AttitudeEdit

Attitude, also known as rapport,[15] refers to the patient's approach to the interview process and the interaction with the examiner. The patient's attitude may be described for example as cooperative, uncooperative, hostile, guarded, suspicious or regressed. The most subjective element of the mental status examination, attitude depends on the interview situation, the skill and behaviour of the clinician, and the pre-existing relationship between the clinician and the patient. However, attitude is important for the clinician's evaluation of the quality of information obtained during the assessment.[16]

BehaviorEdit

Abnormalities of behavior, also called abnormalities of activity,[17] include observations of specific abnormal movements, as well as more general observations of the patient's level of activity and arousal, and observations of the patient's eye contact and gait. Abnormal movements, for example choreiform, athetoid or choreoathetoid movements may indicate a neurological disorder. A tremor or dystonia may indicate a neurological condition or the side effects of antipsychotic medication. The patient may have tics (involuntary but quasi-purposeful movements or vocalizations) which may be a symptom of Tourette's syndrome. There are a range of abnormalities of movement which are typical of catatonia, such as echopraxia, catalepsy, waxy flexibility and paratonia (or gegenhalten[18]). Stereotypies (repetitive purposeless movements such a rocking or head banging) or mannerisms (repetitive quasi-purposeful abnormal movements such as a gesture or abnormal gait) may be a feature of chronic schizophrenia or autism. More global behavioral abnormalities may be noted, such as an increase in arousal and movement (described as psychomotor agitation or hyperactivity) which might reflect mania or delirium. An inability to sit still might represent akathisia, a side effect of antipsychotic medication. Similarly a global decrease in arousal and movement (described as psychomotor retardation, akinesia or stupor) might indicate depression or a medical condition such as Parkinson's disease, dementia or delirium. The examiner would also comment on eye movements (repeatedly glancing to one side can suggest that the patient is experiencing hallucinations), and the quality of eye contact (which can provide clues to the patient's emotional state).[19][20][21]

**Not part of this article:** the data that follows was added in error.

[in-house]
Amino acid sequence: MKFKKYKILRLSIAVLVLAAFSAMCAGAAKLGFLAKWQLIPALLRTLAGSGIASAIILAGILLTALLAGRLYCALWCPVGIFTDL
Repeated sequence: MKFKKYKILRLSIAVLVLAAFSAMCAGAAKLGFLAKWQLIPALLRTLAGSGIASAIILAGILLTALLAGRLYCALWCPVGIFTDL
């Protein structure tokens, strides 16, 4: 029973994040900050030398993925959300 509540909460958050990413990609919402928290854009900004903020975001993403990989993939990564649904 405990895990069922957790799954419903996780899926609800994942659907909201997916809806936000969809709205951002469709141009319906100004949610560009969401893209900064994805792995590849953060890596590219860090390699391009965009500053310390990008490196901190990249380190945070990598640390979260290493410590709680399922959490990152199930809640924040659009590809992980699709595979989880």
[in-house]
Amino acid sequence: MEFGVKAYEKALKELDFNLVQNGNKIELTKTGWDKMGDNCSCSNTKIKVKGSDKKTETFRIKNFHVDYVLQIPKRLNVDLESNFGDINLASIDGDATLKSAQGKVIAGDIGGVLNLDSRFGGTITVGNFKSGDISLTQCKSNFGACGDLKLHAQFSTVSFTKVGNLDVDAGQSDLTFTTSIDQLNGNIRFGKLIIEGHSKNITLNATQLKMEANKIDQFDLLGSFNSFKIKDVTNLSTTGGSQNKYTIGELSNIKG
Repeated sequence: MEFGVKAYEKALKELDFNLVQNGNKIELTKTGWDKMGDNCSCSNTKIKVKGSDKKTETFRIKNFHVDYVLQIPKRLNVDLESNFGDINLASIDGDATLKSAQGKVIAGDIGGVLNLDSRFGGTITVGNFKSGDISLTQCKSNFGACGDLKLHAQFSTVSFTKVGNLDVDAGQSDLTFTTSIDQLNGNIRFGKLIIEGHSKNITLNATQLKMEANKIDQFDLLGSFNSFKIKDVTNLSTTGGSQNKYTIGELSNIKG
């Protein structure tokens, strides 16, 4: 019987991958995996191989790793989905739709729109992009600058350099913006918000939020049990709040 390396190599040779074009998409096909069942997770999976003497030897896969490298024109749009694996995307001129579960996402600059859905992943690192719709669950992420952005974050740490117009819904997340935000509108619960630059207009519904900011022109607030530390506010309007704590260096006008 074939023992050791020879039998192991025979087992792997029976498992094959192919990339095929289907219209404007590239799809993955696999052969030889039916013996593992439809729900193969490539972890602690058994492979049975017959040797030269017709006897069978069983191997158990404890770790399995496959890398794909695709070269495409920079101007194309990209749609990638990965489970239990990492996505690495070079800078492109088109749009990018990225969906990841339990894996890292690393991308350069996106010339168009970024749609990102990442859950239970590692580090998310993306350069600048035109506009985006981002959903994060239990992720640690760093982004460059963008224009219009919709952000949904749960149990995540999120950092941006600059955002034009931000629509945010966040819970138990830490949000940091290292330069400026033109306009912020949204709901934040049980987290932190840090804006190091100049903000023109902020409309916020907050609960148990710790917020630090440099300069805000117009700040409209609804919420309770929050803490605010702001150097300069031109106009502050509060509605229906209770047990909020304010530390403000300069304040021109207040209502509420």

Mood and affectEdit

The distinction between mood and affect in the MSE is subject to some disagreement, for example Trzepacz and Baker (1993)[22] describe affect as "the external and dynamic manifestations of a person's internal emotional state" and mood as "a person's predominant internal state at any one time", whereas Sims (1995)[23] refers to affect as "differentiated specific feelings" and mood as "a more prolonged state or disposition". This article will use the Trzepacz and Baker (1993) definitions, with mood regarded as a current subjective state as described by the patient, and affect as the examiner's inferences of the quality of the patient's emotional state based on objective observation.[24]

Mood is described using the patient's own words, and can also be described in summary terms such as neutral, euthymic, dysphoric, euphoric, angry, anxious or apathetic. Alexithymic individuals may be unable to describe their subjective mood state. An individual who is unable to experience any pleasure may be suffering from anhedonia.

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Affect is described by labelling the apparent emotion conveyed by the person's nonverbal behavior (anxious, sad etc.), and also by using the parameters of appropriateness, intensity, range, reactivity and mobility. Affect may be described as appropriate or inappropriate to the current situation, and as congruent or incongruent with their thought content. For example, someone who shows a bland affect when describing a very distressing experience would be described as showing incongruent affect, which might suggest schizophrenia. The intensity of the affect may be described as normal, blunted, exaggerated, flat, heightened or overly dramatic. A flat or blunted affect is associated with schizophrenia, depression or post-traumatic stress disorder; heightened affect might suggest mania, and an overly dramatic or exaggerated affect might suggest certain personality disorders. Mobility refers to the extent to which affect changes during the interview: the affect may be described as mobile, constricted, fixed, immobile or labile. The person may show a full range of affect, in other words a wide range of emotional expression during the assessment, or may be described as having restricted affect. The affect may also be described as reactive, in other words changing flexibly and appropriately with the flow of conversation, or as unreactive. A bland lack of concern for one's disability may be described as showing belle indifférence,[25] a feature of hysteria in older texts.[26][27][28]